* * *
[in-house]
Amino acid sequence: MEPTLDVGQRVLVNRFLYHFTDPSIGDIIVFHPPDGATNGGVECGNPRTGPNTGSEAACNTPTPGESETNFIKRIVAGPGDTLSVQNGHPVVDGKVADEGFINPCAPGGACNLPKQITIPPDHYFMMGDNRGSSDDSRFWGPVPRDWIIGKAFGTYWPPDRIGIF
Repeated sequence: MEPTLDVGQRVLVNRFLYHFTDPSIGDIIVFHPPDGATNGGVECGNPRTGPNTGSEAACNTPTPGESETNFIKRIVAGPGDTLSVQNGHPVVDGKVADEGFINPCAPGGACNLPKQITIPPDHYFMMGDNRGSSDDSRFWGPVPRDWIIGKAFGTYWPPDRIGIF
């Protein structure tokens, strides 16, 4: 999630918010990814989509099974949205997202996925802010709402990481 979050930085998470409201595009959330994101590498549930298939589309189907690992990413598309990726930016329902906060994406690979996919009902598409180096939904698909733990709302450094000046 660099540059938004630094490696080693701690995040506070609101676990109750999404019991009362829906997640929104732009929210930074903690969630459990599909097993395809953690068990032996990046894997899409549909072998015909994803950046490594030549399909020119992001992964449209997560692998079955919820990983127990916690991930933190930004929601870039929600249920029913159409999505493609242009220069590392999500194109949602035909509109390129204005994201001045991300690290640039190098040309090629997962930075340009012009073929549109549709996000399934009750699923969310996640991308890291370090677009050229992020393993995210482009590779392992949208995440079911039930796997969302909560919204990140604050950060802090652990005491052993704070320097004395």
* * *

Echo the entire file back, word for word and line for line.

[in-house]
Amino acid sequence: MEPTLDVGQRVLVNRFLYHFTDPSIGDIIVFHPPDGATNGGVECGNPRTGPNTGSEAACNTPTPGESETNFIKRIVAGPGDTLSVQNGHPVVDGKVADEGFINPCAPGGACNLPKQITIPPDHYFMMGDNRGSSDDSRFWGPVPRDWIIGKAFGTYWPPDRIGIF
Repeated sequence: MEPTLDVGQRVLVNRFLYHFTDPSIGDIIVFHPPDGATNGGVECGNPRTGPNTGSEAACNTPTPGESETNFIKRIVAGPGDTLSVQNGHPVVDGKVADEGFINPCAPGGACNLPKQITIPPDHYFMMGDNRGSSDDSRFWGPVPRDWIIGKAFGTYWPPDRIGIF
């Protein structure tokens, strides 16, 4: 999630918010990814989509099974949205997202996925802010709402990481 979050930085998470409201595009959330994101590498549930298939589309189907690992990413598309990726930016329902906060994406690979996919009902598409180096939904698909733990709302450094000046 660099540059938004630094490696080693701690995040506070609101676990109750999404019991009362829906997640929104732009929210930074903690969630459990599909097993395809953690068990032996990046894997899409549909072998015909994803950046490594030549399909020119992001992964449209997560692998079955919820990983127990916690991930933190930004929601870039929600249920029913159409999505493609242009220069590392999500194109949602035909509109390129204005994201001045991300690290640039190098040309090629997962930075340009012009073929549109549709996000399934009750699923969310996640991308890291370090677009050229992020393993995210482009590779392992949208995440079911039930796997969302909560919204990140604050950060802090652990005491052993704070320097004395």